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Can You Lose Weight Taking Water Pills?

by
author image Jill Corleone
Jill Corleone is a registered dietitian and health coach who has been writing and lecturing on diet and health for more than 15 years. Her work has been featured on the Huffington Post, Diabetes Self-Management and in the book "Noninvasive Mechanical Ventilation," edited by John R. Bach, M.D. Corleone holds a Bachelor of Science in nutrition.
Can You Lose Weight Taking Water Pills?
Water pills or diuretics help you lose water weight, not fat. Photo Credit Csaba Deli/iStock/Getty Images

You can lose weight with water pills, but the weight loss only lasts until your next drink. Plus, these types of pills may not be good for your health. When it comes to weight loss, you're better off sticking with what works -- a reduced-calorie diet and planned exercise. If you're thinking about taking water pills -- also known as diuretics -- to drop a few pounds, check with your doctor first to discuss their safety and explore other alternatives to help you reach your goals.

About Water Pills

Water pills contain chemicals that force the kidneys to make urine more frequently and in larger volumes, so you'll spend a lot of time in the bathroom if you use them. These pills also increase the amount of salt in your urine, which may throw your electrolytes out of balance. They're usually used as a form of treatment for people who retain water in excess, including those with high blood pressure, as well as people with conditions that affect the heart, kidneys or lungs.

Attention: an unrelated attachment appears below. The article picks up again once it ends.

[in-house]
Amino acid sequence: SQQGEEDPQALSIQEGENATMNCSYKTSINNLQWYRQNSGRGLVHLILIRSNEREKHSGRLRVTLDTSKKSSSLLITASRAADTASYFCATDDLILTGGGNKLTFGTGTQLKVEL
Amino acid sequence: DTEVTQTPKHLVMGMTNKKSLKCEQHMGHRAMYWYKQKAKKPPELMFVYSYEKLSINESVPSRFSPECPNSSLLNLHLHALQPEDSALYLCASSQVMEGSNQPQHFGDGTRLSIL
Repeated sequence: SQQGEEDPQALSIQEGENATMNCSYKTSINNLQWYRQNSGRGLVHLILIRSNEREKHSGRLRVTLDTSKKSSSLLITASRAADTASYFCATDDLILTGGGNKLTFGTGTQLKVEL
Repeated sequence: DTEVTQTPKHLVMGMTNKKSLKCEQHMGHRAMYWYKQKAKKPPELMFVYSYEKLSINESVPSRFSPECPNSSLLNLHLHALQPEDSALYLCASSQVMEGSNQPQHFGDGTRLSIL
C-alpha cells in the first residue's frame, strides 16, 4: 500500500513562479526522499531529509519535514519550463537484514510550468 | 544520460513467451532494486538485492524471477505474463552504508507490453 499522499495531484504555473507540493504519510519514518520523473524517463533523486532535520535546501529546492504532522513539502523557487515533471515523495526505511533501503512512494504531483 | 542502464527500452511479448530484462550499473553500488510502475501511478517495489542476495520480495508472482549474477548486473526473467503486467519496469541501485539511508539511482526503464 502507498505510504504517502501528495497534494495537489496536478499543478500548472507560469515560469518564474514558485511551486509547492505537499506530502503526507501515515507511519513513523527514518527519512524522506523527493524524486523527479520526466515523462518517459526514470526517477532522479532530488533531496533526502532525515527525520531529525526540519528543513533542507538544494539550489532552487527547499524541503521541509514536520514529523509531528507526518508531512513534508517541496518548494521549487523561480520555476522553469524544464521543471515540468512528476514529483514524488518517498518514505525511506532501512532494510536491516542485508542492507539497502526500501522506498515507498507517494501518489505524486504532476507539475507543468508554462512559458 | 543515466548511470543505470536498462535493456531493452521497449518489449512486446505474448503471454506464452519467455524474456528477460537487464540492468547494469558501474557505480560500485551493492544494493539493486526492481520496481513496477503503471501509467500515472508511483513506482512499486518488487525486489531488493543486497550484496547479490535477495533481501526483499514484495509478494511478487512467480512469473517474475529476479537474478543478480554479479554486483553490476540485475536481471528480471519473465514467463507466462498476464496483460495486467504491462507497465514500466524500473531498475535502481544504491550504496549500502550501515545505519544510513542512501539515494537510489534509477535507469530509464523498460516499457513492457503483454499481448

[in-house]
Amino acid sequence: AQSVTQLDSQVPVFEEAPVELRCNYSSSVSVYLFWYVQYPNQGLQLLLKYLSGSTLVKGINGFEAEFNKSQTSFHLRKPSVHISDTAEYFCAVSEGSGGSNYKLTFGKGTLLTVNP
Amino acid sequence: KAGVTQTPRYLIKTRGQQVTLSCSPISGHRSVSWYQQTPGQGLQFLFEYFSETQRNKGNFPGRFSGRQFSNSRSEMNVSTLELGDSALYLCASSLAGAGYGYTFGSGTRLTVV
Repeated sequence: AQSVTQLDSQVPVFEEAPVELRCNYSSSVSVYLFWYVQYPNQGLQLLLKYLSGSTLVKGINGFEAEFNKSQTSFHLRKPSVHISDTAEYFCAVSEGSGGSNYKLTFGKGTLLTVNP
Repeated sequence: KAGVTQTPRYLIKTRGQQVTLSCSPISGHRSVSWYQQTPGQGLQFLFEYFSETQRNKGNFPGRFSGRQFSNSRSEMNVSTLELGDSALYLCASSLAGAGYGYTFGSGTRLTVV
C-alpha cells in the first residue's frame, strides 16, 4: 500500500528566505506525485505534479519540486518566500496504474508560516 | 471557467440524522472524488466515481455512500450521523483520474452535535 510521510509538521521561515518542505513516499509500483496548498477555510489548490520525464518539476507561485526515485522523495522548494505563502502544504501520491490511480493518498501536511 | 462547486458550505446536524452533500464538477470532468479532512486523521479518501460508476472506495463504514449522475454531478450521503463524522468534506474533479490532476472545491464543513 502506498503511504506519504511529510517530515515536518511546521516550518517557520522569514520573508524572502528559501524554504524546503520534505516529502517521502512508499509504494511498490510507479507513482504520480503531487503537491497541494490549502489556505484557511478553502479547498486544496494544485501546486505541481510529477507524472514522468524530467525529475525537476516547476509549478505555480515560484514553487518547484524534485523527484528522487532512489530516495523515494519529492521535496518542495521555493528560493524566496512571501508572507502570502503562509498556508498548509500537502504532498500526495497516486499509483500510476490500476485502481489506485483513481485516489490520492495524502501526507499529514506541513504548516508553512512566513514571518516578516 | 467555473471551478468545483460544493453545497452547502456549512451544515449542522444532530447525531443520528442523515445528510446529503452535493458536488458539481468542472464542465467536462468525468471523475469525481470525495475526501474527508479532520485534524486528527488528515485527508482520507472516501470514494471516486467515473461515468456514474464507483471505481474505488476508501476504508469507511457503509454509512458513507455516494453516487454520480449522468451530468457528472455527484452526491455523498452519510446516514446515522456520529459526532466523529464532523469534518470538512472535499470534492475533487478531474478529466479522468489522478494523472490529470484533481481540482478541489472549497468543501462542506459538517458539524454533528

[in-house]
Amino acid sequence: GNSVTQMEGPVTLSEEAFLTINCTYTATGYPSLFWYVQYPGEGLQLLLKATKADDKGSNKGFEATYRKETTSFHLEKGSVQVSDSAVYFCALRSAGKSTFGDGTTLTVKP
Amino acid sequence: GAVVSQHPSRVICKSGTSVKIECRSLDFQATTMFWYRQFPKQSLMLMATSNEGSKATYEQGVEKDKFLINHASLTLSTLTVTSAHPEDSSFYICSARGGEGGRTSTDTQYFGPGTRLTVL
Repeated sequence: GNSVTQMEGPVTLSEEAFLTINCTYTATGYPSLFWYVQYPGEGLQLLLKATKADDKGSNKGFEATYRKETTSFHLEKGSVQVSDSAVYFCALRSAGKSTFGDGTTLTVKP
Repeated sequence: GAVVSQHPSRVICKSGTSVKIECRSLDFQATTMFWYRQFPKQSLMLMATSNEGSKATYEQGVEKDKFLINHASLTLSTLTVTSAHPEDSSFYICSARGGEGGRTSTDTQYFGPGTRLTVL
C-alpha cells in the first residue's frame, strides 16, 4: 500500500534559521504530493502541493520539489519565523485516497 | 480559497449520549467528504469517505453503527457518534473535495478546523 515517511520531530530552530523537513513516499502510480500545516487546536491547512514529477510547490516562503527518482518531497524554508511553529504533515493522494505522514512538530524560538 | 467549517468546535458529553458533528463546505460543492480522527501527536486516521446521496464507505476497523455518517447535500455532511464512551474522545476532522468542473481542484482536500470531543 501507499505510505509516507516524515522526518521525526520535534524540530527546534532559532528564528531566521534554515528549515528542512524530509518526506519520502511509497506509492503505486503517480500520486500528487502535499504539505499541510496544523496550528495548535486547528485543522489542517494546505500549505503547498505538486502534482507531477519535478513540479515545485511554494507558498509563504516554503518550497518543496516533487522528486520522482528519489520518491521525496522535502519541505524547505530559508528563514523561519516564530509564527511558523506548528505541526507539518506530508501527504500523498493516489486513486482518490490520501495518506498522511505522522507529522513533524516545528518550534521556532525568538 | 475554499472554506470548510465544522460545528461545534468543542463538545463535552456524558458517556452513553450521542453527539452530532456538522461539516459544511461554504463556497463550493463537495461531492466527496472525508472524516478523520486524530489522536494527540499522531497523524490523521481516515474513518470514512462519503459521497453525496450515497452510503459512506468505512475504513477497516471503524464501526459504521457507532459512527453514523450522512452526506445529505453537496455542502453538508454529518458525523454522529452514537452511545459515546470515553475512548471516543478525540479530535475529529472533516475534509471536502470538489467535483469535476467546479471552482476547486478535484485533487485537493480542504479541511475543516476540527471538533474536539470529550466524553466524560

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Lose Water Weight With Water Pills

Water pills may cause the number on the scale to drop rapidly, but the loss is fleeting. These pills help you lose water weight, not fat weight, which means you'll regain those pounds as quickly as you lost them. Athletes with strict weight requirements, such as wrestling and rowing, use these types of pills to help them lose the weight before a meet. People with eating disorders, such as anorexia or bulimia, may also use diuretics as a way to keep weight down.

Side Effects and Safety Concerns

Water pills may be available as an over-the-counter medication, but that doesn't mean they're free of side effects. You may experience headaches, fatigue, thirst and difficulty with coordination after taking these pills. In extreme cases, they may cause dangerous medical conditions such as kidney or liver failure. Additionally, the rapid weight regain may lead to mood swings and depression, according to George Washington University. If you take water pills for too long, your body may become dependent on them, requiring medical intervention to correct.

Lose Fat Weight With Diet and Exercise

To lose fat weight, you need to make a change to your calorie equation, by eating fewer calories, burning more or, ideally, both. One pound of fat contains about 3,500 calories, and creating a 500-calorie daily deficit may lead to a 1-pound weekly weight loss. The best way to lose the fat is by cutting 250 calories from what you typically eat and adding activity that burns 250 calories. For example, you save about 250 calories using skim milk instead of whole milk in your cereal at breakfast, skipping the cheese on your sandwich at lunch and snacking on 3 cups of air-popped popcorn after dinner instead of 1/2 cup of ice cream. A 155-pound person can burn 250 calories walking at a brisk pace for 40 minutes, running for 25 minutes or taking a 30-minute low-impact aerobics class.

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